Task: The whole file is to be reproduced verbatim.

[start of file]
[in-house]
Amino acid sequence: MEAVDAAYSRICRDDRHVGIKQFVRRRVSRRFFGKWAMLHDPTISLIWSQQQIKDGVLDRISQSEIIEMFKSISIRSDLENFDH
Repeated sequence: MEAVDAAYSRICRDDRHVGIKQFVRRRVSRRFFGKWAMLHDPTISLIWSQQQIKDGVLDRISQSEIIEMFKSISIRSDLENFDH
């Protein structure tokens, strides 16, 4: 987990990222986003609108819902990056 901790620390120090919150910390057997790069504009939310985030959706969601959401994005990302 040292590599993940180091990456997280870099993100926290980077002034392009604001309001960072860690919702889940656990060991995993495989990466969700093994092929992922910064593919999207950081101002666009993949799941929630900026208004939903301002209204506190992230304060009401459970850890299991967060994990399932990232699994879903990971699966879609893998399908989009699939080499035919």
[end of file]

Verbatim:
[in-house]
Amino acid sequence: MEAVDAAYSRICRDDRHVGIKQFVRRRVSRRFFGKWAMLHDPTISLIWSQQQIKDGVLDRISQSEIIEMFKSISIRSDLENFDH
Repeated sequence: MEAVDAAYSRICRDDRHVGIKQFVRRRVSRRFFGKWAMLHDPTISLIWSQQQIKDGVLDRISQSEIIEMFKSISIRSDLENFDH
């Protein structure tokens, strides 16, 4: 987990990222986003609108819902990056 901790620390120090919150910390057997790069504009939310985030959706969601959401994005990302 040292590599993940180091990456997280870099993100926290980077002034392009604001309001960072860690919702889940656990060991995993495989990466969700093994092929992922910064593919999207950081101002666009993949799941929630900026208004939903301002209204506190992230304060009401459970850890299991967060994990399932990232699994879903990971699966879609893998399908989009699939080499035919």